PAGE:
Wireless Communications

Wireless Multimedia Communications

With the recent technological advances, cellular phones and other personal telecommunication systems are being widely deployed. By the end of the year 2003, for example, it is predicted that there will be more than 830 million wireless subscribers and over 700 million Internet subscribers. This translates into a huge market potential for mobile Internet solutions, and ubiquitous mobile extensions to all basic desktop applications and data files at anytime and anywhere. This rapid growth in wireless communications, together with recent developments in hardware miniaturization, has also opened up new exciting applications. In addition, it would allow the integration of computers and communication in the form of highly intelligent small sized multimedia terminals that are well endowed with computing power and advanced networking facilities to serve business and personal users on the move.

These future services will need to support a wide range of high-quality services that require high speed data transmission or high data rates that can be more than 1000 times faster than present mobile systems. Unfortunately, the ability to achieve high bit rates while achieving good and reliable system performance is severely restricted by the propagation characteristics of the harsh wireless and time dispersive mobile radio environment.

In the last few years, we have developed various enabling technologies for providing high speed and high rate data transmission for wireless personal communications systems. In particular, these techniques are currently being utilized to further develop tools and enabling technologies for reliable multimedia wireless communications. These include adaptive modulation, combined source and channel coding, multimedia compression algorithms, low power VLSI (Very Large Scale Integration) and RF (Radio Frequency) implementations along with wideband CDMA (Code Division Multiple Access) technologies.

Interference Cancellation for CDMA Communication Systems

Digital cellular systems such as GSM (Groupe Spéciale Mobile) have been progressively introduced throughout the world for mobile communications. To further improve quality, coverage and capacity, there has been a lot of work into the development of the Third-generation or 3G mobile systems in the past few years. Such systems will be able to provide end-user services data rates that are more than 100 times faster than present mobile systems. They will also significantly expand the range of options available to users and allow communication, information, multimedia and entertainment services to be delivered via wireless terminals. For example, 3G systems will allow users to make video calls to friends and colleagues from a mobile terminal, whilst simultaneously accessing a remote database from that same terminal, or receiving emails and phone calls.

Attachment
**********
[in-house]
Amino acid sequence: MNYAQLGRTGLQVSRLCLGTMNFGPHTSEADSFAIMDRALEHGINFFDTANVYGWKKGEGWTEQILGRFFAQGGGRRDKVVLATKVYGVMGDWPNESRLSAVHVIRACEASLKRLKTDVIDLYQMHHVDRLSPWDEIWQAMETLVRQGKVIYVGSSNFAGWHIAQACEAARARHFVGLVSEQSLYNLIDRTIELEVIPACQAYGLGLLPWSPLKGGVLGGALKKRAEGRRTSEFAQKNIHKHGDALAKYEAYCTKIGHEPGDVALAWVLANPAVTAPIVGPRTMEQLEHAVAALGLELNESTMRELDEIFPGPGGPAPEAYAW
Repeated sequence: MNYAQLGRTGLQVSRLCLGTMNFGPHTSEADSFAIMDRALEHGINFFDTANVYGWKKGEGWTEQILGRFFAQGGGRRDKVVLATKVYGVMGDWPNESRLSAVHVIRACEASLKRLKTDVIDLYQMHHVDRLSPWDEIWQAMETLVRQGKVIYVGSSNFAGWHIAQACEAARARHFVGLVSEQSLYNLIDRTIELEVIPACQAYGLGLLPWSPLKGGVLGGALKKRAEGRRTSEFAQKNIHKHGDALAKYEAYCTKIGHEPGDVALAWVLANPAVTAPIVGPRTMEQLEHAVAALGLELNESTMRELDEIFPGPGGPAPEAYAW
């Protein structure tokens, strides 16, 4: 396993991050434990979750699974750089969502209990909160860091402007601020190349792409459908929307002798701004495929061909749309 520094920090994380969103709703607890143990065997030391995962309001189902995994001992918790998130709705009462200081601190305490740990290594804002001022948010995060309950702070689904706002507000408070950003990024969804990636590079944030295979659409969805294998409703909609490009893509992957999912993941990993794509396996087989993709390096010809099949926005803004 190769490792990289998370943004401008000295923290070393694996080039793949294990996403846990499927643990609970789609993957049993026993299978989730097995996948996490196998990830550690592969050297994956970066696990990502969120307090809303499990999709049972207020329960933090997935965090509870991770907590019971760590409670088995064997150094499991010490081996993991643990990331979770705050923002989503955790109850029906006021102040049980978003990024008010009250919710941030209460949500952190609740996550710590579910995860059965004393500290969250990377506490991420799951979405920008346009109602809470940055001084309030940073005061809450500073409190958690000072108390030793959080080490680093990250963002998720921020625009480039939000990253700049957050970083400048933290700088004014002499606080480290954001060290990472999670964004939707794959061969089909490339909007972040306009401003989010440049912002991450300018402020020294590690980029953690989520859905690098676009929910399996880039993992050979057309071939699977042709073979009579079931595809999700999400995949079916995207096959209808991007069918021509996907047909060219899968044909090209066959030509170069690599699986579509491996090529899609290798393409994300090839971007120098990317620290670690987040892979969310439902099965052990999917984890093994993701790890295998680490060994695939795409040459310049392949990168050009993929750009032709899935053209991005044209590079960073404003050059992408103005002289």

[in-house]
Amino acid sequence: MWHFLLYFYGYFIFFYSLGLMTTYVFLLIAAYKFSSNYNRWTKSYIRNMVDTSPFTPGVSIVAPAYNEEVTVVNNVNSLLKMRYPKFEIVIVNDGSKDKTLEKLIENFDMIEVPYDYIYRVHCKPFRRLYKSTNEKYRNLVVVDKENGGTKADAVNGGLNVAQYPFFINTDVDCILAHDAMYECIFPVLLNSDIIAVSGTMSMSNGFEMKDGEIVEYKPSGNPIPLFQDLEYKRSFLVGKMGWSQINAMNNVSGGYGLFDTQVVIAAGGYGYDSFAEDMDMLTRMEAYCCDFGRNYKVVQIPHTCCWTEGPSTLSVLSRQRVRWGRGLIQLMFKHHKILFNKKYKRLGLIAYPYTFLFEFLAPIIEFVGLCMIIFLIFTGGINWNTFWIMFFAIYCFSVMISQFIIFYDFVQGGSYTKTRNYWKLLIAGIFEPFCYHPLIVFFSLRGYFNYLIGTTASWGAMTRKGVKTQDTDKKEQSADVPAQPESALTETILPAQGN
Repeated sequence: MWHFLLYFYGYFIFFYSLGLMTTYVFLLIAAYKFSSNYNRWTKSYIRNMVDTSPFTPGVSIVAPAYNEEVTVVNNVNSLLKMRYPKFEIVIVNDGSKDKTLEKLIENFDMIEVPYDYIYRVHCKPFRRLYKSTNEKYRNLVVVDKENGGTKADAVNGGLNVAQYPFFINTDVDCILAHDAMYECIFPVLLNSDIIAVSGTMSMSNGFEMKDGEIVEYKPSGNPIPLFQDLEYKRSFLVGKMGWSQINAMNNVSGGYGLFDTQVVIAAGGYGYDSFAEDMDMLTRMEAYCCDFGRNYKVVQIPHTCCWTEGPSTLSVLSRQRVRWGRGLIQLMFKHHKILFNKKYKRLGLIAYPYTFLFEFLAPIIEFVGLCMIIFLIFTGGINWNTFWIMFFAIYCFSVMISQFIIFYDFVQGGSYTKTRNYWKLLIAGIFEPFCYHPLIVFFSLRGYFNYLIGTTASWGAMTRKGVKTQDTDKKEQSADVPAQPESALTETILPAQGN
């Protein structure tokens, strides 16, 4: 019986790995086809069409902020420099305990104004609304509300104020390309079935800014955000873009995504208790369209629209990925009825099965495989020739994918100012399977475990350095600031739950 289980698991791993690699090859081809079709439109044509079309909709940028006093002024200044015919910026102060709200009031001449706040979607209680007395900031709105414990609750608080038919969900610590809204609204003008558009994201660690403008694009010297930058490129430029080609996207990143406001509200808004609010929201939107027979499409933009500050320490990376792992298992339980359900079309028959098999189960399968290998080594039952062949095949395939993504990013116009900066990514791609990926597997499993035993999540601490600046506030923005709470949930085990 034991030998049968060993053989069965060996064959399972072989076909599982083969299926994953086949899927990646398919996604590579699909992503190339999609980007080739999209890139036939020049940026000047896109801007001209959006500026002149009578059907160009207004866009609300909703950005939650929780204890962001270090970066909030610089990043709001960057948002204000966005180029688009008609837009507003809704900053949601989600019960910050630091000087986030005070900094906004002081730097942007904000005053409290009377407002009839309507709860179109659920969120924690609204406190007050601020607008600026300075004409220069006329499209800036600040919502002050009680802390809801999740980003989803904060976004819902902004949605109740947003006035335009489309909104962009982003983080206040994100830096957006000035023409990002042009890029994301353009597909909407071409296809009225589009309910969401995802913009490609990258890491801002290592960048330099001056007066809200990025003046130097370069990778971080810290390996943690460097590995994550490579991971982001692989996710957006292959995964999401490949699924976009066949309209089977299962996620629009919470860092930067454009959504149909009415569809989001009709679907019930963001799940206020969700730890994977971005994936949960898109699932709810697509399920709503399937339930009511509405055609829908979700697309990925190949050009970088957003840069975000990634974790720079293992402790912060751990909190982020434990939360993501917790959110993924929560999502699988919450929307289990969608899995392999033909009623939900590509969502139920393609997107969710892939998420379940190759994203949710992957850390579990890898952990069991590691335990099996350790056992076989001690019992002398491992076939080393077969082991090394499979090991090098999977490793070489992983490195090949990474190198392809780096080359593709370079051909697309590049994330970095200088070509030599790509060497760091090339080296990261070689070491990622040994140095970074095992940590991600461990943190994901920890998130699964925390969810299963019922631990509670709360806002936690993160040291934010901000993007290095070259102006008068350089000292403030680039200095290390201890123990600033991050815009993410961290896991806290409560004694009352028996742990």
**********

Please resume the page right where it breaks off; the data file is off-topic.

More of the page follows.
Code Division Multiple Access (CDMA) is a digital wireless technology that offers improved call clarity and provides greater network capacity and service reliability. It also offers a host of calling features and multimedia service capabilities such as high speed data transmission, high quality wireless voice, multimedia services (including image and video) services as well as intelligent networking capability. In particular, such technology is expected to become the worldwide standard for UMTS (Universal Mobile Telecommunication System) and IMT-2000 (International Mobile Telecommunication-2000).

Because of its inherent multiple access interference, the performance of CDMA can be severely degraded as the number of subscribers increases. To fully utilize the potential of CDMA systems and significantly improve the system performance, we have developed multiuser successive interference cancellation technologies and demonstrated that substantial capacity improvement (in terms of the number of subscribers that can be supported) can be achieved.

Compact Antenna Design

There has been a tremendous revival in the need for antenna design over the last five years. This has not only occurred because of the huge demand for wireless communication devices but also because the antenna is now seen as an area where dramatic improvements in wireless communication performance and quality can be derived. For example, one current trend by mobile telephone manufacturers is to incorporate the antenna into the body of the handset (known as an in-built or integrated antenna) rather than have it located externally. Not only does this reduce the possibility of the antenna being broken off but it makes the handset smaller, more beautiful and also reduces the possible health hazard of electromagnetic radiation. The recently released Nokia 8810 mobile telephone is one of the first examples using this type of in-built antenna and commands respect as one of the premium mobile telephones in the market place. This trend will likely be followed by other major manufactures and also incorporated into the design of many other wireless devices. For instance, wireless phones for the home and wireless LANs (Local Area Networks) will most likely use this in-built antenna technology in the near future.